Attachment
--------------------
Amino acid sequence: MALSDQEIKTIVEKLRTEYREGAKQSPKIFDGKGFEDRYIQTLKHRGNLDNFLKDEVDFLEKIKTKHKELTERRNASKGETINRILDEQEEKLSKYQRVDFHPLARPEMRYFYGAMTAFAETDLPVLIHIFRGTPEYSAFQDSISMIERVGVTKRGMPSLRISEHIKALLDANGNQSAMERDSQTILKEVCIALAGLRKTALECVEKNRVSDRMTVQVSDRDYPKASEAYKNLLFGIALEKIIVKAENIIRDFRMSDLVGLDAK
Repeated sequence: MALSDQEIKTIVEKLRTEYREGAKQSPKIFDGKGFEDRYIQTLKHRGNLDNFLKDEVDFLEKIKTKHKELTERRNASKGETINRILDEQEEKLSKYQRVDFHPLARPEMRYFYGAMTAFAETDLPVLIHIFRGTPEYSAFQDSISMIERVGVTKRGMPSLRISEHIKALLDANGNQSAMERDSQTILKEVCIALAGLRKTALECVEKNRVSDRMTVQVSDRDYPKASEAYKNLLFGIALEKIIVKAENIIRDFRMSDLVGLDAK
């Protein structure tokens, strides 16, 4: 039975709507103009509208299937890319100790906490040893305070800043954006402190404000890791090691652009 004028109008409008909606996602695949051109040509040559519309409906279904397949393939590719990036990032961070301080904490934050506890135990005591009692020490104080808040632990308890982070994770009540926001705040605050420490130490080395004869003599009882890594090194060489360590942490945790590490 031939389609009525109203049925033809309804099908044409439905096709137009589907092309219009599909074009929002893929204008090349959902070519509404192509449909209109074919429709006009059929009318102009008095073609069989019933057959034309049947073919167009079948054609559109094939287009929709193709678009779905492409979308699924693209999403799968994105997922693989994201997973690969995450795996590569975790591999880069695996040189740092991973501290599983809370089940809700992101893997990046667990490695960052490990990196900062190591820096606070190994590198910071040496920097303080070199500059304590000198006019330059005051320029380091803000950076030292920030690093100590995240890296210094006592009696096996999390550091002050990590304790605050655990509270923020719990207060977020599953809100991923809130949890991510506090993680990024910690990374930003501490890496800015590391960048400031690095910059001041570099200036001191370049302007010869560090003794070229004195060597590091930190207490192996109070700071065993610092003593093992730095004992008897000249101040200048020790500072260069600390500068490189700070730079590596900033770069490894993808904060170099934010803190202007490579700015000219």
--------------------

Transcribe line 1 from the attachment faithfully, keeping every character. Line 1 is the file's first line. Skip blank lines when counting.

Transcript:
Amino acid sequence: MALSDQEIKTIVEKLRTEYREGAKQSPKIFDGKGFEDRYIQTLKHRGNLDNFLKDEVDFLEKIKTKHKELTERRNASKGETINRILDEQEEKLSKYQRVDFHPLARPEMRYFYGAMTAFAETDLPVLIHIFRGTPEYSAFQDSISMIERVGVTKRGMPSLRISEHIKALLDANGNQSAMERDSQTILKEVCIALAGLRKTALECVEKNRVSDRMTVQVSDRDYPKASEAYKNLLFGIALEKIIVKAENIIRDFRMSDLVGLDAK